Which Joe gave his name to ‘sloppy joes’? We look at five interesting sandwiches and their lexical origins.
A European shad (fish) with a deep blue back, silvery sides, and some spotting.
- ‘These twaite shad can be caught on fly or spinner and they fight majestically.’
- ‘Unlike salmon, allis and twaite shad - which breed in just a few rivers in the United Kingdom - are unable to jump weirs, dams, and other man-made obstacles to migration.’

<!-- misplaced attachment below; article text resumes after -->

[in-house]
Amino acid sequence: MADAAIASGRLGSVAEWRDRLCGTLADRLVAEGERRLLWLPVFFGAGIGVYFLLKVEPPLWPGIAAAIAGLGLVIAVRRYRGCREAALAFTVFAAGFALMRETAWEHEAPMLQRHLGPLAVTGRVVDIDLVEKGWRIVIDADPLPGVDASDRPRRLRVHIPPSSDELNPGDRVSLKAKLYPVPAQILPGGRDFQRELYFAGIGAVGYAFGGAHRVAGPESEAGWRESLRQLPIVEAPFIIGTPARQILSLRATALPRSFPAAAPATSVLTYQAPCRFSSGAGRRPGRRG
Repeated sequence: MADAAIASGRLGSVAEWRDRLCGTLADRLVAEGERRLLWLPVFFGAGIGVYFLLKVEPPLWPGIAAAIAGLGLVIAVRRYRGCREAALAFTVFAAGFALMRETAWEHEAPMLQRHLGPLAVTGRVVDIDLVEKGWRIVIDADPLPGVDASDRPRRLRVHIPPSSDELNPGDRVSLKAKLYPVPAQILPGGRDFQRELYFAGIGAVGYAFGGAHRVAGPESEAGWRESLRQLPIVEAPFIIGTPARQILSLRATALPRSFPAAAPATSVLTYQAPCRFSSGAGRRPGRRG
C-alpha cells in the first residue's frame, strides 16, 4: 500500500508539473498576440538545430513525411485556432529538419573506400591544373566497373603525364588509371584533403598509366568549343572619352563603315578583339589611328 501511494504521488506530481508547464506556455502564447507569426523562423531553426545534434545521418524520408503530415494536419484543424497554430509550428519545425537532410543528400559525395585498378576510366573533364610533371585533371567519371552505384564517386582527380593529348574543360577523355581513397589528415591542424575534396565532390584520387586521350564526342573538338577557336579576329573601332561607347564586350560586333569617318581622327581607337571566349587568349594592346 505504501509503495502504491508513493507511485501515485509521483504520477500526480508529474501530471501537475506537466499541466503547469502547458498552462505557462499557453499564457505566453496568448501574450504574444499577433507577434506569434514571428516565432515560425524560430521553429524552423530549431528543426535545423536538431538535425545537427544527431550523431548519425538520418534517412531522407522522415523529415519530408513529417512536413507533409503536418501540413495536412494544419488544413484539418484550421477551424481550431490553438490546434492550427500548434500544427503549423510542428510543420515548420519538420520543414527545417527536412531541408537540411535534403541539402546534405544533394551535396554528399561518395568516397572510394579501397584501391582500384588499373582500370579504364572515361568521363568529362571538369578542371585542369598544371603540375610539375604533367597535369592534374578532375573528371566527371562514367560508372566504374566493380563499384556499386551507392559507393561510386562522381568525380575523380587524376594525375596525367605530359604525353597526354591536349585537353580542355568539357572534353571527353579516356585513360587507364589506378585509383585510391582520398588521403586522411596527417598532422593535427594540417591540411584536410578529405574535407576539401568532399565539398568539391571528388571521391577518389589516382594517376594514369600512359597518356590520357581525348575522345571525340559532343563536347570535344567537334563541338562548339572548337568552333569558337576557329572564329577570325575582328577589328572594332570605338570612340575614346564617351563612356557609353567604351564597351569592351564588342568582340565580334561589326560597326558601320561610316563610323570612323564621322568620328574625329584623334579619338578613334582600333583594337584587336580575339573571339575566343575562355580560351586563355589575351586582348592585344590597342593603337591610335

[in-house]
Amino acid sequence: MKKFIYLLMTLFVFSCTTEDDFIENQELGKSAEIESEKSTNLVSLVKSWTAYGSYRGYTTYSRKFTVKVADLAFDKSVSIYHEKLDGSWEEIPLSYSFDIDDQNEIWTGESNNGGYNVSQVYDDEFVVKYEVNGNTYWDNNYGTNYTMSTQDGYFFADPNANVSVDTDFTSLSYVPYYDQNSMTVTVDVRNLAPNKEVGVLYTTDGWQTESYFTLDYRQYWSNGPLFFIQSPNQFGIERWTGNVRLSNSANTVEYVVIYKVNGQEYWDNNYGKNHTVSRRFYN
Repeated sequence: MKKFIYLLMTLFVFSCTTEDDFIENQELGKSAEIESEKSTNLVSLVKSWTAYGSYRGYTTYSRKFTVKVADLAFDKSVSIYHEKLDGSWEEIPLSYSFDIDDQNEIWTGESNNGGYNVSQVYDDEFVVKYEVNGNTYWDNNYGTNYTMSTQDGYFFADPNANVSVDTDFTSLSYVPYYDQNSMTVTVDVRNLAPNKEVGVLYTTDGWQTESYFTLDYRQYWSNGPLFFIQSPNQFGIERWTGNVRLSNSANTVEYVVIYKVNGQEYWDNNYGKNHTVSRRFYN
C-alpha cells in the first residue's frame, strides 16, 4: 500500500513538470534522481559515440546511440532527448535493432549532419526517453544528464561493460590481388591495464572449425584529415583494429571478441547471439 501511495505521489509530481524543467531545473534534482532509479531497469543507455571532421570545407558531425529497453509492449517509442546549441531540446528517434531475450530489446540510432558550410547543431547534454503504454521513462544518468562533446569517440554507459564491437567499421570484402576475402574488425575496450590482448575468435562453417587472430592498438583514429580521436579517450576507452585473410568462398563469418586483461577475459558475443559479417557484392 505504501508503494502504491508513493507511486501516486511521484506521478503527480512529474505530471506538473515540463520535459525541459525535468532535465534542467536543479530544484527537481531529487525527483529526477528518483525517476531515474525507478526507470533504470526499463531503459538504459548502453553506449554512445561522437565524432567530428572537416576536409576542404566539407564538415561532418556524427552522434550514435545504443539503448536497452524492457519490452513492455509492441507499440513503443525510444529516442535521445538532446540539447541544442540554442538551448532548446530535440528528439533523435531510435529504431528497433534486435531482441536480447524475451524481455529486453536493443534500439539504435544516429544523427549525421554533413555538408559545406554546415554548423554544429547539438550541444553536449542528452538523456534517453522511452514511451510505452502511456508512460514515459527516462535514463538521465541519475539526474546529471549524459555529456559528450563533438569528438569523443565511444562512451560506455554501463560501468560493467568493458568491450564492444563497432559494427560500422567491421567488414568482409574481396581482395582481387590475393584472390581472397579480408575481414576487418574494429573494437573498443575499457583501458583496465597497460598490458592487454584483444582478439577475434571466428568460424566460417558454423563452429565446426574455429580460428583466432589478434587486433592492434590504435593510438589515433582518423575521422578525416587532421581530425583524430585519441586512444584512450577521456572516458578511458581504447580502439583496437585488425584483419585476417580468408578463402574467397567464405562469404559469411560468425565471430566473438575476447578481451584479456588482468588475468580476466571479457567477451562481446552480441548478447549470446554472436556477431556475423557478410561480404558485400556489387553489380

- ‘In Europe, the principal species are Alosa alosa, the allis shad, and A. fallax, the twaite shad.’
- ‘The joint investigation by the EA and English Nature, both government agencies, found that twaite shad now breed in just four rivers, while the allis shad is confined to one - the Tamar, in southwest England.’
Early 17th century (as twaite): of unknown origin.
We take a look at several popular, though confusing, punctuation marks.
From Afghanistan to Zimbabwe, discover surprising and intriguing language facts from around the globe.
The definitions of ‘buddy’ and ‘bro’ in the OED have recently been revised. We explore their history and increase in popularity.